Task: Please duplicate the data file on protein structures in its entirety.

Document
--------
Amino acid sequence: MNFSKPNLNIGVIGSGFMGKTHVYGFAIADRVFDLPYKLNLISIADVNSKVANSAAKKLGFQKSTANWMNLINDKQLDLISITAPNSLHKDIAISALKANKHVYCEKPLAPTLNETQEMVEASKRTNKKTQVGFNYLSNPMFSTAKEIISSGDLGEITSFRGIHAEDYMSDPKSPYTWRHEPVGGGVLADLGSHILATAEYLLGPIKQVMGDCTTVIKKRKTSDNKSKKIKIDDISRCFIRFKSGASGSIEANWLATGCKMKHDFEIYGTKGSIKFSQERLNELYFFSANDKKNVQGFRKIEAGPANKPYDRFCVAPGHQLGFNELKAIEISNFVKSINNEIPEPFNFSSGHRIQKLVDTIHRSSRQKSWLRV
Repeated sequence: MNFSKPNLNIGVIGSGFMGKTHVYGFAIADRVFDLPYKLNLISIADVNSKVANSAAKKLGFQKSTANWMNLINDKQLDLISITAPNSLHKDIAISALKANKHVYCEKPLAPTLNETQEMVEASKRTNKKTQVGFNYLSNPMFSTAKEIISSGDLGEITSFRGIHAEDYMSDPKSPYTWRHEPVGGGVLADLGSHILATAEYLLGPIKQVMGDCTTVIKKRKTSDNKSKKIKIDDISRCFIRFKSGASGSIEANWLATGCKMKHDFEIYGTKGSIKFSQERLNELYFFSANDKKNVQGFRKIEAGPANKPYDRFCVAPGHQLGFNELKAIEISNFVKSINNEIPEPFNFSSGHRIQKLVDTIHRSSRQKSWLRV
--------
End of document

Amino acid sequence: MNFSKPNLNIGVIGSGFMGKTHVYGFAIADRVFDLPYKLNLISIADVNSKVANSAAKKLGFQKSTANWMNLINDKQLDLISITAPNSLHKDIAISALKANKHVYCEKPLAPTLNETQEMVEASKRTNKKTQVGFNYLSNPMFSTAKEIISSGDLGEITSFRGIHAEDYMSDPKSPYTWRHEPVGGGVLADLGSHILATAEYLLGPIKQVMGDCTTVIKKRKTSDNKSKKIKIDDISRCFIRFKSGASGSIEANWLATGCKMKHDFEIYGTKGSIKFSQERLNELYFFSANDKKNVQGFRKIEAGPANKPYDRFCVAPGHQLGFNELKAIEISNFVKSINNEIPEPFNFSSGHRIQKLVDTIHRSSRQKSWLRV
Repeated sequence: MNFSKPNLNIGVIGSGFMGKTHVYGFAIADRVFDLPYKLNLISIADVNSKVANSAAKKLGFQKSTANWMNLINDKQLDLISITAPNSLHKDIAISALKANKHVYCEKPLAPTLNETQEMVEASKRTNKKTQVGFNYLSNPMFSTAKEIISSGDLGEITSFRGIHAEDYMSDPKSPYTWRHEPVGGGVLADLGSHILATAEYLLGPIKQVMGDCTTVIKKRKTSDNKSKKIKIDDISRCFIRFKSGASGSIEANWLATGCKMKHDFEIYGTKGSIKFSQERLNELYFFSANDKKNVQGFRKIEAGPANKPYDRFCVAPGHQLGFNELKAIEISNFVKSINNEIPEPFNFSSGHRIQKLVDTIHRSSRQKSWLRV